“My current work is based on a previous clinical trial. The trial was run in 2018 and used a drug called Napabucasin that attempted to improve response to an immune checkpoint inhibitor, called Nivolumab, in patients with advanced colorectal cancer. The trial unfortunately revealed a low response rate, but it did allow us to collect a large number of samples from patients before, during and at the end of the trial. I am now comparing the various immune cell types in these samples to better understand why some patients responded and many did not. This will inform us how we should aim to alter the response of a patient’s immune system so that this person then responds to immunotherapy and how we would test this in a future clinical trial,” says Dr Allam.

“A better understanding of the interplay between cancer cells and the surrounding normal and immune cells will also help us to identify biomarkers, which will enable us to predicate in the future which patients are likely to respond. Also, this can provide better approach to stratify patients, ensuring the best therapy tailored for a specific patient at an individual level.”

“Asking questions like, does the microenvironment change after treatment? Or, do we see better activity in the immune cells? Or, do we see changes in tumour structures? all help us get a better understanding of what happens between normal cells and cancer cells that collectively make up the so called tumour microenvironment. We are also using statistical analysis to understand if patients would have benefited if they could be treated in the earlier stages of their disease,” says Dr Allam.

These questions have led to Dr Allam to investigate how combining drugs that targeting the tumour microenvironment with immunotherapy treatment could improve patient outcomes.

“Using a variety of preclinical models, we are now exploring how such combination therapies can stop the progression of tumours. Our research is at very exciting exploratory stages and already shows some positive results. We have learnt that targeting a key molecule called STAT3, either genetically or pharmacologically, lowers the metastatic burden in our preclinical models. STAT3 plays an integral role in promoting “features” of cancer, namely cancer cell survival, proliferation, migration to distant organs survival, and cancer cell evasion of the immune system. This is likely to be an important finding because thus far metastatic colorectal cancer is currently very difficult to treat.” explains Dr Allam.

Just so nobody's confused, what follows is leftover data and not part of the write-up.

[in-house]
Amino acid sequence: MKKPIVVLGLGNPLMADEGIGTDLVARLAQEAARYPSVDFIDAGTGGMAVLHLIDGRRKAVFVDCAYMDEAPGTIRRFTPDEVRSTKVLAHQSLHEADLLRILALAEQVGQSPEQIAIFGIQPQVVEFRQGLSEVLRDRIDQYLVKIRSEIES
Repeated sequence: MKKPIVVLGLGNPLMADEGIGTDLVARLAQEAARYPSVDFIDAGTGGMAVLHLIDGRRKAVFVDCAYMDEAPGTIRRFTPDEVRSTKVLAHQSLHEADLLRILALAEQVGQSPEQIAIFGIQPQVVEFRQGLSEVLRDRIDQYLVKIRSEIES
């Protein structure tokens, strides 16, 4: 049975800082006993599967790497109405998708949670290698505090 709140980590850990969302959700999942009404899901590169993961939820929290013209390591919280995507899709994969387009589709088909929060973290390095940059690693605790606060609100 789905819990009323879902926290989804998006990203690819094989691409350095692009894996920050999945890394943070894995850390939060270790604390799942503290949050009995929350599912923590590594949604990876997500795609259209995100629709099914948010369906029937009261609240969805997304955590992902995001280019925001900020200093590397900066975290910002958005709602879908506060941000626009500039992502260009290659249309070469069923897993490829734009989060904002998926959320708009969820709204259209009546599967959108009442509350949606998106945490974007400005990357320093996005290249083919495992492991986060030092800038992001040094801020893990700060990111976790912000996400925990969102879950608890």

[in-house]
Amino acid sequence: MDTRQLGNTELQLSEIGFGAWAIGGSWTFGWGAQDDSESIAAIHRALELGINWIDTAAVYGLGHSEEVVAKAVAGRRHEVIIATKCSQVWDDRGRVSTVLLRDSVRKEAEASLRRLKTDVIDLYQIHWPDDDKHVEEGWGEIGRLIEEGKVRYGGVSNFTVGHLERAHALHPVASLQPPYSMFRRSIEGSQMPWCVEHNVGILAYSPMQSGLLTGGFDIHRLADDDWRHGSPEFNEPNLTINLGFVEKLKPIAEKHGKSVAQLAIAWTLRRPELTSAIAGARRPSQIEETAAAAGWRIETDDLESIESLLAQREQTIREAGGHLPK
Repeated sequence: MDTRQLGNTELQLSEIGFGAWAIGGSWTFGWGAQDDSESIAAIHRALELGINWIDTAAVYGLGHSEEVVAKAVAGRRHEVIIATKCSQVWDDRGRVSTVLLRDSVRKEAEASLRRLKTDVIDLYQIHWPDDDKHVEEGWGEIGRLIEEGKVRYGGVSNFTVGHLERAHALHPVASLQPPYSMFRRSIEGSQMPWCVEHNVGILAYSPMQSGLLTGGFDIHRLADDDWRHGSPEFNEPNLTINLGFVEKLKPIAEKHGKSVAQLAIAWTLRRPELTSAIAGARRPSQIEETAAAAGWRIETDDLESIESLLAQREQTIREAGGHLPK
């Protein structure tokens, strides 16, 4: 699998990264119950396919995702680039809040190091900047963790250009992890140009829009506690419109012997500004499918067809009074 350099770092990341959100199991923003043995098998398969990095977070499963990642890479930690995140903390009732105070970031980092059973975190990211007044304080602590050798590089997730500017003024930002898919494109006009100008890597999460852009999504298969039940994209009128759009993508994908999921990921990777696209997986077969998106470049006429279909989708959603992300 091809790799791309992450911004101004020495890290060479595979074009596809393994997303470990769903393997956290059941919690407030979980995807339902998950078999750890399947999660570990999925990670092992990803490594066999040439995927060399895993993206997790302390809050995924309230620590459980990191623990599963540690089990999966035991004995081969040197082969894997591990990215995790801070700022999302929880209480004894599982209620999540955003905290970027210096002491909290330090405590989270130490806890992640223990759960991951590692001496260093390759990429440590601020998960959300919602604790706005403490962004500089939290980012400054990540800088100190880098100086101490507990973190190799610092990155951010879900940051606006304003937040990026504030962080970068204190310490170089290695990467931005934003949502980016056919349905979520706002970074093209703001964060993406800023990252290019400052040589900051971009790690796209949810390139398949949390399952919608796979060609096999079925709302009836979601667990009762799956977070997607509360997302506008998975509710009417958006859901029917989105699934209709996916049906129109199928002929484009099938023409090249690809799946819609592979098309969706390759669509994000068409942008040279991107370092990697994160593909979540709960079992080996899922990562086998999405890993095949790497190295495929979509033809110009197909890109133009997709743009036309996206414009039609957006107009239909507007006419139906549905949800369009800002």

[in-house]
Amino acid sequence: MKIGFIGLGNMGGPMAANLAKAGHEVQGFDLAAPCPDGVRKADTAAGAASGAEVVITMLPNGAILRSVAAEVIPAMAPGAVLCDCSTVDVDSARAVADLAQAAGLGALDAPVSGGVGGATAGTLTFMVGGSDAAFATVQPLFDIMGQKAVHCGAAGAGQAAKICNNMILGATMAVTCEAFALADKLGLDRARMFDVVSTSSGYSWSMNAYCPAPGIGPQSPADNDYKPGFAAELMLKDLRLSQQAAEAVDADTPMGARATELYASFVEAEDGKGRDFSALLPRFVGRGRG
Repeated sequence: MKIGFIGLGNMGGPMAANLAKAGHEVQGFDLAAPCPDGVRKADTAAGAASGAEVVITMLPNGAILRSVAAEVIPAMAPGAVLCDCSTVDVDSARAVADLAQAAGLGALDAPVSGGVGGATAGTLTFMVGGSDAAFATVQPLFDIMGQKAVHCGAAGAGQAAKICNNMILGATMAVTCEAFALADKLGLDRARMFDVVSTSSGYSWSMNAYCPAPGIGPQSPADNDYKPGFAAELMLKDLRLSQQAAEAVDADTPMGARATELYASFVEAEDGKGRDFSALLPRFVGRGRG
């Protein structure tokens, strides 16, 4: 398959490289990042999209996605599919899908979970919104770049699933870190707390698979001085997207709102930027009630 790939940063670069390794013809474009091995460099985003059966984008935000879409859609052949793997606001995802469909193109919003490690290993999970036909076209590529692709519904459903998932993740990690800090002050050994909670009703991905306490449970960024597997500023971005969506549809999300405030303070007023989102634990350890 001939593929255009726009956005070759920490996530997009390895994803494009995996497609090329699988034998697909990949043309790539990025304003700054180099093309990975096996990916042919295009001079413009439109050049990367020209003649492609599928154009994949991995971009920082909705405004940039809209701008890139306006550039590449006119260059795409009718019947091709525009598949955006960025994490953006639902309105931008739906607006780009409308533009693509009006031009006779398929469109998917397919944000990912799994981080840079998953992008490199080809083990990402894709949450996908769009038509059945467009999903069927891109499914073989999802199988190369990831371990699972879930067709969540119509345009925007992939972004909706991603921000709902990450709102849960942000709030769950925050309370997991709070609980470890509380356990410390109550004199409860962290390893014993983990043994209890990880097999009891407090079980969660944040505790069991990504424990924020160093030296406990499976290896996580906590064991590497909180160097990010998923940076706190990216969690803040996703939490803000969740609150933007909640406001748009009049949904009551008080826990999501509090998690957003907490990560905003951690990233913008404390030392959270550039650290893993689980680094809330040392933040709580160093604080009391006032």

“There is no ‘one-size-fits all’ with cancer treatment so being able to take observations in patients back to the lab like we have in this instance is crucial to ensure progress in this area of research and eventually translated our findings from the laboratory into the clinic to provide the best possible treatment for cancer patients.”


Rare cancer models: the key to improving biliary cancer outcomes

Dr Ian Luk, a Post-Doctoral Research Fellow in the ONJCRI’s Oncogenic Transcription Laboratory has been awarded a two-year fellowship to develop mouse models of biliary cancer for drug testing.


The biliary tract is a system of organs and ducts required for the transport of bile produced by the liver, forming an important part of our digestive system. Cancer of the biliary tract is rare but aggressive, and for the most part patients diagnosed with this type of cancer respond poorly to conventional treatments.

“Biliary cancer is most common in Southeast Asian countries however, the incidence for this disease has been steadily growing in Australia and westernised countries for reasons currently unknown,” says Dr Luk.

“Biliary cancer is a particularly challenging disease to study due to its relatively low incidence and because most patients who present with biliary cancer do so in its late stages with inoperable disease, therefore limiting access to patient samples. A further limitation is the lack of genetically defined animal models where researchers can test novel drugs and drug combinations, to assess efficacy and safety in order to inform clinical trials.”

Dr Luk is hoping to change this after recently being awarded the Smith-Barrett Fellowship from Pancare Foundation. The two-year fellowship will allow Dr Luk to develop a series of genetically defined mouse models of biliary cancer mimicking human disease.

“Developing robust animal models of the disease remains our best opportunity to identify and test new treatments for biliary tumours. From these models, we are able to generate tumour organoids which can be grown, expanded and re-implanted into mice to facilitate the discovery of novel therapies and therapeutic combinations that can be translated into clinical trials, which are urgently needed to improve outcomes for patients with biliary cancer,” explains Dr Luk.

The ONJCRI group has extensive expertise in establishing mouse models. After successfully establishing tumour organoids from a series of mouse colon tumour models, they now plan to use this expertise to develop mouse biliary tumour models that will then be used by the wider research community that they hope will make a difference to patient outcomes.

“Outcomes for patients with advanced biliary cancer has only seen minimal improvement in the past 2 decades, with median survival remaining unacceptably low at only 12 months. There is an urgent need to develop new treatments for these patients and we hope that developing these models is the first step in making a significant difference in this area.”